The very last section, VIII, is where you insert key messages, and if for a sales proposal, you can add an exploratory value proposition statement. I say exploratory as you need to test the value proposition with the client if possible, or with people close to the decision-makers, or with other people on your team.

All the work up to now helps you land on important themes and words that have a good chance of resonating with your intended audience. You now need to structure a winning argument. For that, we have the Message Map.

3. The Message Map

Again, this is a framework for how to write a winning sales argument. While it doesn’t help you stitch a narrative story together, it helps you map the right story. Most importantly, it helps you design a compelling argument to convince the buyer that you’re the right vendor or partner for them. Take a look at the Message Map below.


By the time we get to the Message Map, the focus is entirely on the client. Start at the top and summarise their key business objectives we’re going to help them achieve. Keep an eagle eye on that as you complete the section below.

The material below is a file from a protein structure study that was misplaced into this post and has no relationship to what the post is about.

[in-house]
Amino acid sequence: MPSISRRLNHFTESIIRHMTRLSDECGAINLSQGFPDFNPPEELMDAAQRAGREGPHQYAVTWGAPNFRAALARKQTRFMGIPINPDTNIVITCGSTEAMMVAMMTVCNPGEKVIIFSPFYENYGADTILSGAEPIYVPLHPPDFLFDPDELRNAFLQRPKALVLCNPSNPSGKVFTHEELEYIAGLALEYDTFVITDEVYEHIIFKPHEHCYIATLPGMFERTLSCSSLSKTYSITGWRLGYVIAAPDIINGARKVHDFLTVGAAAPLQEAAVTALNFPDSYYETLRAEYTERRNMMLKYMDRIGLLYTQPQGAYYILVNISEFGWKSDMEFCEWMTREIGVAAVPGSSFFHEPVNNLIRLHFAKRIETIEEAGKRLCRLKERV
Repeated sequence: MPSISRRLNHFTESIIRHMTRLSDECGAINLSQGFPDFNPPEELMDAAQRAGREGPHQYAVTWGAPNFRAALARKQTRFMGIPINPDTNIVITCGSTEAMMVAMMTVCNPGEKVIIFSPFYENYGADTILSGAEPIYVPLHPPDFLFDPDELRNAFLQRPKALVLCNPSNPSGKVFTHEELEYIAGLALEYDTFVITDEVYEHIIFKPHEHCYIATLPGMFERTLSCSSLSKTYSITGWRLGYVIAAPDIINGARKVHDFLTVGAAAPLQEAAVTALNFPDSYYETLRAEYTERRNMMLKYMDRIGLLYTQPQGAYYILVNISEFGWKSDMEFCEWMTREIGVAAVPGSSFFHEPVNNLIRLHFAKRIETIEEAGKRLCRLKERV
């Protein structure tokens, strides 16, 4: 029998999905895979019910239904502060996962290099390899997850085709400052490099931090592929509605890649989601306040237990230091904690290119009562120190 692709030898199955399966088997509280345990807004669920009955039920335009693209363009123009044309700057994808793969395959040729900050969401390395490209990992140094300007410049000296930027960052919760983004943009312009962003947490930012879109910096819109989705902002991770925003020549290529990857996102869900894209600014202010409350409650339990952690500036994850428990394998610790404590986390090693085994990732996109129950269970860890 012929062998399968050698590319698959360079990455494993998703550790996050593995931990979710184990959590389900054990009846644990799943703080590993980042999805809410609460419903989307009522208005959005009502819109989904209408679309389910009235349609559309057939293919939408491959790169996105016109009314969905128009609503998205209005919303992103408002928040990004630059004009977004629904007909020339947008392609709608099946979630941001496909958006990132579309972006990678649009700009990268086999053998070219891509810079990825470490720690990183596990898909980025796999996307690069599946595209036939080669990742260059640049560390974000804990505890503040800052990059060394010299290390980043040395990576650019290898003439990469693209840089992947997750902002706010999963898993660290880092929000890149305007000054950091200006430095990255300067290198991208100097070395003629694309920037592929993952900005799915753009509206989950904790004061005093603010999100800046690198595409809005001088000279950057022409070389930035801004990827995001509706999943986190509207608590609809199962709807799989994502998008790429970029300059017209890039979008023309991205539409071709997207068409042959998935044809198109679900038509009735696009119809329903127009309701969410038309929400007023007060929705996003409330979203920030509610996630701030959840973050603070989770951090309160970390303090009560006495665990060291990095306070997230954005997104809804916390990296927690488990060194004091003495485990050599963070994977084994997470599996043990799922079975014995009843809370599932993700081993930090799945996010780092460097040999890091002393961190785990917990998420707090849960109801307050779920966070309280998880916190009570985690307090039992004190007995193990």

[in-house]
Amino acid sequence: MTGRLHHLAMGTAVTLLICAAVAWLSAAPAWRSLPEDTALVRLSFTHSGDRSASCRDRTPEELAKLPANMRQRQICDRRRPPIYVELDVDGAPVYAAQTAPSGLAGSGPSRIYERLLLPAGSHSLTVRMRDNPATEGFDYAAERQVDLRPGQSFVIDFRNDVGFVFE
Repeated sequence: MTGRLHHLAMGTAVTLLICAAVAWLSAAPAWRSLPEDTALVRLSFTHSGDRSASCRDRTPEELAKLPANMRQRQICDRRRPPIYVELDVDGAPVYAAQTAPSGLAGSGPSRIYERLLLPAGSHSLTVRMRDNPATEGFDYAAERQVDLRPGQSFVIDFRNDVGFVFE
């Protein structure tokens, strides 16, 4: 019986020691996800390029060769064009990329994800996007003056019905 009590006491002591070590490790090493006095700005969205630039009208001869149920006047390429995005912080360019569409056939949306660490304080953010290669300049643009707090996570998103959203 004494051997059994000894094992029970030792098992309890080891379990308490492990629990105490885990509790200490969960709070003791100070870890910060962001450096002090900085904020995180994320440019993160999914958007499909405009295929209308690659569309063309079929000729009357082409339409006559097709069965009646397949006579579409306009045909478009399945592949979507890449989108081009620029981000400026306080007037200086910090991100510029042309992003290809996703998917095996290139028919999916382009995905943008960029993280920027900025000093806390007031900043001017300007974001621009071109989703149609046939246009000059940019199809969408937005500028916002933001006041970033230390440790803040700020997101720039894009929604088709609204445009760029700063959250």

First, what is your Main Theme? Please try to come up with one only. While you might come up with 3-4, capability/benefit statements or win themes, I challenge you to combine them into one over-arching promise of value to the buyer. Then explain it in a heading. The writing of your main header might go through many drafts. That’s okay. As a way to solidify all the work you’ve done in the Bridge Of Alignment and Message Blueprint, write a 100-word summary of what it is you’re going to offer the client and how this will benefit them. I suggest doing this first to force you to be brutally precise with your words (hard to do), but it helps you practise homing in on only the essential ingredients you’ll need for your full-length argument.